Flipped classes

2 Feb

In order to acquire the number of vocabulary items that they need, a substantial portion of a student’s learning will need to take place out of class. When it comes to vocabulary acquisition, how should class time be best spent? Perhaps, we would do better to devote the limited time we have available to communicative practice of vocabulary, rather than using it to present new items. If we don’t use class time to recycle / revise vocabulary, it probably won’t happen much outside the class. A study by Moir and Nation (2008: p.166) found that, although some learners recognize the importance of revision, they don’t actually spend any study time at home revising previously learnt words, preferring to restrict themselves to the weekly list that they have been given.

This idea finds an echo in the currently popular notion of ‘flipped classes’ in mainstream US education. You might like to watch an inspiring TED talk on the subject by Salman Khan.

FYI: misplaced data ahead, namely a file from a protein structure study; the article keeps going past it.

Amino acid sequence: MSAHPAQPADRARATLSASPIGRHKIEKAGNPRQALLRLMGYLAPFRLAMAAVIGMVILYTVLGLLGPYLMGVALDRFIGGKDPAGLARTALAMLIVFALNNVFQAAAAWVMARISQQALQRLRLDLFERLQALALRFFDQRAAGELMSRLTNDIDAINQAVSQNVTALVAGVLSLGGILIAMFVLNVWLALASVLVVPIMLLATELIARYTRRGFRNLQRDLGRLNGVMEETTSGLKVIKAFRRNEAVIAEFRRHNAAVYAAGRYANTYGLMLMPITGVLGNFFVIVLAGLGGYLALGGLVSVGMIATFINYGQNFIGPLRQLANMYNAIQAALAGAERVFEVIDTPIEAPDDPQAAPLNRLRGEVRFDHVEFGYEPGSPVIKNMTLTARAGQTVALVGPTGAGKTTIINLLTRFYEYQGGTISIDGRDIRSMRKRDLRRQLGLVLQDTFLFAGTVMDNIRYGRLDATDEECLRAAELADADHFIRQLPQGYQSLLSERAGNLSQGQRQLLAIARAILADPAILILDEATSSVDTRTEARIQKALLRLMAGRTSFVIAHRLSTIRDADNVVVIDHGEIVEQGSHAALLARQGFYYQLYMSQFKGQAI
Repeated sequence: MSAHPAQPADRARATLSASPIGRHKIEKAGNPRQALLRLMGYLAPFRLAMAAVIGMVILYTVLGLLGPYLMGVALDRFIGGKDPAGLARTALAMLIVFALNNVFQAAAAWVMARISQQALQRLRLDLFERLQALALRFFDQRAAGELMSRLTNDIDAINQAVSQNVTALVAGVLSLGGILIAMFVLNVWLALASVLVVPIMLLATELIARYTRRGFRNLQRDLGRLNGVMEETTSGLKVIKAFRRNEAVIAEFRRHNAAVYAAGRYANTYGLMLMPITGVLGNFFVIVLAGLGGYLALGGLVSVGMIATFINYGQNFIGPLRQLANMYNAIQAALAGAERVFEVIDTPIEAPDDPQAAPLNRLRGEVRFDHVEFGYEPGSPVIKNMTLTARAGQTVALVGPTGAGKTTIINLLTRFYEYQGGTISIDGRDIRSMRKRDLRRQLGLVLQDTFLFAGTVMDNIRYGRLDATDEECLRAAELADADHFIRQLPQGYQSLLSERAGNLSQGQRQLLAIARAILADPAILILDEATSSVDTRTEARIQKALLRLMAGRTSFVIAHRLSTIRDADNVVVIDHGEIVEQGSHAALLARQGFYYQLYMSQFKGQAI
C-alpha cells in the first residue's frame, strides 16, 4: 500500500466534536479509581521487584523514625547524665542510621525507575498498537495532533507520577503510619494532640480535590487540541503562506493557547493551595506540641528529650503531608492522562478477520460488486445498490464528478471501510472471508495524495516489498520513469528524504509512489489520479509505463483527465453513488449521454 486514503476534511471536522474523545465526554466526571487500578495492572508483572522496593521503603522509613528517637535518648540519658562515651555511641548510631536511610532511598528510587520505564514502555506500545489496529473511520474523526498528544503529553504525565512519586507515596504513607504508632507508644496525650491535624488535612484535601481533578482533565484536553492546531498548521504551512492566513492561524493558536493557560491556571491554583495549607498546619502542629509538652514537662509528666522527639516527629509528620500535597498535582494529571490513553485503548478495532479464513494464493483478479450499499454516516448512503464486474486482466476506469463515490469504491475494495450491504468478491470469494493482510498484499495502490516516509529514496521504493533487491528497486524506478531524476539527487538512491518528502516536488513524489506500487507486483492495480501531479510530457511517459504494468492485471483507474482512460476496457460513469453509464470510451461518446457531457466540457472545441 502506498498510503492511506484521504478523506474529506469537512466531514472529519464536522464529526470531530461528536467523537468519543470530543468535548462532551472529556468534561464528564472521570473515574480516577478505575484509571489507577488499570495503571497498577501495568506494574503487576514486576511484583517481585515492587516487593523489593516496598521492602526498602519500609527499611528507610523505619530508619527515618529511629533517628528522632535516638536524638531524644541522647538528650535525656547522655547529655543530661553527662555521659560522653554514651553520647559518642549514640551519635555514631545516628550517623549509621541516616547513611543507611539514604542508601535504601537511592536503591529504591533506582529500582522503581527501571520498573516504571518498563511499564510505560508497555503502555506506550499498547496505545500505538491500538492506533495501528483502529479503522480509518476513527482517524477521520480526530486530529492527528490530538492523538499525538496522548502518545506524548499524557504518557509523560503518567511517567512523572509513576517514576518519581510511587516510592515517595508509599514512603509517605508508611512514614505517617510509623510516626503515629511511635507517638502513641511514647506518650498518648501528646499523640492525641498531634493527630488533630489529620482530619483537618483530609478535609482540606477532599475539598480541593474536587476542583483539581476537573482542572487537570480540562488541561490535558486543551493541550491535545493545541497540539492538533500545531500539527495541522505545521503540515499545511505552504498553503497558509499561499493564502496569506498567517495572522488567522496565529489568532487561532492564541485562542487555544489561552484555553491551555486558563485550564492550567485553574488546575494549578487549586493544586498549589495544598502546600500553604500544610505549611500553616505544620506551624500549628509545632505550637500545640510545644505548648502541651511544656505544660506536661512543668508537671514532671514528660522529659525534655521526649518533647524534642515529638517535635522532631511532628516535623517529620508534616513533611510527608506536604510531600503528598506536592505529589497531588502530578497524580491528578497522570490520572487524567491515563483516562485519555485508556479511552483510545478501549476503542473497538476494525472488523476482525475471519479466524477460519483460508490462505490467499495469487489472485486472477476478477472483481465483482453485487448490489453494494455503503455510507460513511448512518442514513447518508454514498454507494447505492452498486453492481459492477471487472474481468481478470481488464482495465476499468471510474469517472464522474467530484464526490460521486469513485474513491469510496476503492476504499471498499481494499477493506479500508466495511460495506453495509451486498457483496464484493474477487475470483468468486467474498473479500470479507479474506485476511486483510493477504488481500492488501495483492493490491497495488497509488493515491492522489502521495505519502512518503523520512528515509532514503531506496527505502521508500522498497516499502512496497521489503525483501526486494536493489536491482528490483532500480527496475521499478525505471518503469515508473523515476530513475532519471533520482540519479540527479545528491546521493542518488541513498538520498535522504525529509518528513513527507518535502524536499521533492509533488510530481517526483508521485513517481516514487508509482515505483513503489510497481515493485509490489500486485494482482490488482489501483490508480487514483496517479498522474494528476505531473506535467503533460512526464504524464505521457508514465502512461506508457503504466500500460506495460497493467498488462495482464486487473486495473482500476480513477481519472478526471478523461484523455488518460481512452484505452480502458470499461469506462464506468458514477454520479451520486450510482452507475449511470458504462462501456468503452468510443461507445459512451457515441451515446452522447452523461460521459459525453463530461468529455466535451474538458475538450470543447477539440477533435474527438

http://www.youtube.com/watch?v=gM95HHI4gLk

The idea is very simple. Essentially, Khan recommends that teachers devote classroom time to practice of whatever it is that the students have been learning … after they have studied the topic at home in the form of uploaded Youtube video clips. The medium (video clips) is different from a more traditional study sheet (or word list), but the arguments for a more considered use of classroom time remain equally forceful. Here’s an example of something I am experimenting with: it’s not exactly Hollywood, but you’ll get the idea. Students watch this at home: more time in class available for practice.

SF Pre Int 5A compound nouns

There is a useful blog entry (with lots of links) on flipped classes at the website of the consultants-e.

http://www.theconsultants-e.com/ourblog/blog/2011/Flipped_classes_%E2%80%93_a_passing_fad_or_an_alternative_strategy_to_improve_classroom_instruction.aspx

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